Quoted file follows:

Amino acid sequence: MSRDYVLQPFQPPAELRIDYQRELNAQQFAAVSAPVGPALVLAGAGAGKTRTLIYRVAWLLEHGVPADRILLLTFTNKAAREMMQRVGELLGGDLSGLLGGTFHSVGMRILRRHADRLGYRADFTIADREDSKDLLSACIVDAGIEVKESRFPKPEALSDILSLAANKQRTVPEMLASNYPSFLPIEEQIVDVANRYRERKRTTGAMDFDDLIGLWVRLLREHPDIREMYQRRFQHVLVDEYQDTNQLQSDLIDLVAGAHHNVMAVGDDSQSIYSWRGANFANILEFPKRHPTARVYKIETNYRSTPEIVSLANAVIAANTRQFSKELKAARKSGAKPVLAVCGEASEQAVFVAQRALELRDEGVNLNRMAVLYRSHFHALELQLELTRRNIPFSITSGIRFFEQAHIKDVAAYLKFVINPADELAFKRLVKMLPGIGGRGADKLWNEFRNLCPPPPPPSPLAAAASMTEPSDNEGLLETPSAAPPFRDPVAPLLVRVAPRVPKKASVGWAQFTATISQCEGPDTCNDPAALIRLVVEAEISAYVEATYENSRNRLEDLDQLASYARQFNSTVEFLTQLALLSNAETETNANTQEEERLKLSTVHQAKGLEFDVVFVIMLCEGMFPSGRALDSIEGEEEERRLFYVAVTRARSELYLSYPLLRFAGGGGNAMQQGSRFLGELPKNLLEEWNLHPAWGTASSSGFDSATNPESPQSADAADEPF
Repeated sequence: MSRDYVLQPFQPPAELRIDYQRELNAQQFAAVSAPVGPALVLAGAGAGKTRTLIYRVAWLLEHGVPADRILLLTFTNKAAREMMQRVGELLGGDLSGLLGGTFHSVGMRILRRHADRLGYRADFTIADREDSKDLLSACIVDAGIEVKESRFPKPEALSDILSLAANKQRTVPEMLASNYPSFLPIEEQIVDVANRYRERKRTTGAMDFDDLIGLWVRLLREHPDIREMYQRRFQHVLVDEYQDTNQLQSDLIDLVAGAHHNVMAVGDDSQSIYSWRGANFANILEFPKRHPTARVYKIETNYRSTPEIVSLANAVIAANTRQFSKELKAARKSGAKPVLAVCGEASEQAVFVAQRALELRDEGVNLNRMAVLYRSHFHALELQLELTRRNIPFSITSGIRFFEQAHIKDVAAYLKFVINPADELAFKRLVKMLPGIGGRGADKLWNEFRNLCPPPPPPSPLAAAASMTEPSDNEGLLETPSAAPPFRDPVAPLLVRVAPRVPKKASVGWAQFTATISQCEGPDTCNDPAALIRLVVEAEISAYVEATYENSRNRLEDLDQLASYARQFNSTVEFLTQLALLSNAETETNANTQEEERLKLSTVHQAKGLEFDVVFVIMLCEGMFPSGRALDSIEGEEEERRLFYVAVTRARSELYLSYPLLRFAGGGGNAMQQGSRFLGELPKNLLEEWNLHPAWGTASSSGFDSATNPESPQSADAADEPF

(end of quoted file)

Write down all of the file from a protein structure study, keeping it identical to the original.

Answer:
Amino acid sequence: MSRDYVLQPFQPPAELRIDYQRELNAQQFAAVSAPVGPALVLAGAGAGKTRTLIYRVAWLLEHGVPADRILLLTFTNKAAREMMQRVGELLGGDLSGLLGGTFHSVGMRILRRHADRLGYRADFTIADREDSKDLLSACIVDAGIEVKESRFPKPEALSDILSLAANKQRTVPEMLASNYPSFLPIEEQIVDVANRYRERKRTTGAMDFDDLIGLWVRLLREHPDIREMYQRRFQHVLVDEYQDTNQLQSDLIDLVAGAHHNVMAVGDDSQSIYSWRGANFANILEFPKRHPTARVYKIETNYRSTPEIVSLANAVIAANTRQFSKELKAARKSGAKPVLAVCGEASEQAVFVAQRALELRDEGVNLNRMAVLYRSHFHALELQLELTRRNIPFSITSGIRFFEQAHIKDVAAYLKFVINPADELAFKRLVKMLPGIGGRGADKLWNEFRNLCPPPPPPSPLAAAASMTEPSDNEGLLETPSAAPPFRDPVAPLLVRVAPRVPKKASVGWAQFTATISQCEGPDTCNDPAALIRLVVEAEISAYVEATYENSRNRLEDLDQLASYARQFNSTVEFLTQLALLSNAETETNANTQEEERLKLSTVHQAKGLEFDVVFVIMLCEGMFPSGRALDSIEGEEEERRLFYVAVTRARSELYLSYPLLRFAGGGGNAMQQGSRFLGELPKNLLEEWNLHPAWGTASSSGFDSATNPESPQSADAADEPF
Repeated sequence: MSRDYVLQPFQPPAELRIDYQRELNAQQFAAVSAPVGPALVLAGAGAGKTRTLIYRVAWLLEHGVPADRILLLTFTNKAAREMMQRVGELLGGDLSGLLGGTFHSVGMRILRRHADRLGYRADFTIADREDSKDLLSACIVDAGIEVKESRFPKPEALSDILSLAANKQRTVPEMLASNYPSFLPIEEQIVDVANRYRERKRTTGAMDFDDLIGLWVRLLREHPDIREMYQRRFQHVLVDEYQDTNQLQSDLIDLVAGAHHNVMAVGDDSQSIYSWRGANFANILEFPKRHPTARVYKIETNYRSTPEIVSLANAVIAANTRQFSKELKAARKSGAKPVLAVCGEASEQAVFVAQRALELRDEGVNLNRMAVLYRSHFHALELQLELTRRNIPFSITSGIRFFEQAHIKDVAAYLKFVINPADELAFKRLVKMLPGIGGRGADKLWNEFRNLCPPPPPPSPLAAAASMTEPSDNEGLLETPSAAPPFRDPVAPLLVRVAPRVPKKASVGWAQFTATISQCEGPDTCNDPAALIRLVVEAEISAYVEATYENSRNRLEDLDQLASYARQFNSTVEFLTQLALLSNAETETNANTQEEERLKLSTVHQAKGLEFDVVFVIMLCEGMFPSGRALDSIEGEEEERRLFYVAVTRARSELYLSYPLLRFAGGGGNAMQQGSRFLGELPKNLLEEWNLHPAWGTASSSGFDSATNPESPQSADAADEPF